After urging parties to negotiate, Tester praises National Bison Range agreement
Historic agreement a ‘result of governments working together’
(WASHINGTON, D.C.) – Months after he first encouraged negotiations between the Confederated Salish-Kootenai Tribes and the U.S. Fish and Wildlife Service Senator Jon Tester today praised a final agreement to manage the National Bison Range, calling it a "result of governments working together."
Salish-Kootenai leaders today joined Fish and Wildlife Service (FWS) officials to sign their agreement during a ceremony at the U.S. Department of the Interior in Washington.
"A lot of hard work went into this arrangement," said Tester, who urged both parties to sit down and negotiate the agreement as a member of the Senate Indian Affairs Committee. "This is an example to the rest of the country of how tribal and federal governments can work well together to do what's right for our most treasured places."
The National Bison Range is an 18,500-acre national wildlife refuge entirely within the borders of the Flathead Indian Reservation. Its management has been disputed for years.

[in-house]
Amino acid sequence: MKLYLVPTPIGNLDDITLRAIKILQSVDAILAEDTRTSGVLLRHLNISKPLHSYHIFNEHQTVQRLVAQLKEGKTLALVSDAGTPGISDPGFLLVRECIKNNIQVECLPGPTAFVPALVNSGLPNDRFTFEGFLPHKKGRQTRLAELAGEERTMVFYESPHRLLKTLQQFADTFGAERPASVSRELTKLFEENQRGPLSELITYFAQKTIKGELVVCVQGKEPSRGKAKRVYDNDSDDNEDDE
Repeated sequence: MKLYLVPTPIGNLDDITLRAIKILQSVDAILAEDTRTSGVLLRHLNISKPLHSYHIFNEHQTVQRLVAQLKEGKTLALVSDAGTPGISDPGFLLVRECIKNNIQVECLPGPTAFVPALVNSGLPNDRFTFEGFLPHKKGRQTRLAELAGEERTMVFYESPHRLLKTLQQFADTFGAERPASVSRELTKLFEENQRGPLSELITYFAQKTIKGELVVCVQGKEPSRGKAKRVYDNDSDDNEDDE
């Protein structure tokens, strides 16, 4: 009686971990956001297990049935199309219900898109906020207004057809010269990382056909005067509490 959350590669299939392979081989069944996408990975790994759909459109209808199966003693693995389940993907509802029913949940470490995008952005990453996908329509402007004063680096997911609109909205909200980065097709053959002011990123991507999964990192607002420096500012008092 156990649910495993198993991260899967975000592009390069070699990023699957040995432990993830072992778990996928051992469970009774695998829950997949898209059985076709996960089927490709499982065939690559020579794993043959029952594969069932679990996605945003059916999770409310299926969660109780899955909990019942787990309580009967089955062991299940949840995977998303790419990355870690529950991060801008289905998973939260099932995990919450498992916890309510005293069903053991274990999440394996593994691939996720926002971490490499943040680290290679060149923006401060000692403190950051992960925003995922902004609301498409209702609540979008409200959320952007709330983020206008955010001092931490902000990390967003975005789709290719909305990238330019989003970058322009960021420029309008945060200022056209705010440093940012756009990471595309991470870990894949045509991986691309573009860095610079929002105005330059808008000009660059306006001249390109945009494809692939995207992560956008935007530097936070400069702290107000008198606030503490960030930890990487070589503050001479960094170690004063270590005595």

The three-year management agreement signed today says:
- A FWS Refuge Manager will continue to oversee the National Bison Range.
- The FWS and the tribe will each appoint a Deputy Refuge Manager to help co-manage the National Bison Range at the local level.
- Both parties will establish a Refuge Leadership Team to weigh in on decisions. The team will be made up of the Refuge Manager, both Deputy Managers and the tribe's lead biologist.
The agreement also outlines a process to resolve disputes. And it establishes a zero-tolerance policy for workplace harassment and discrimination.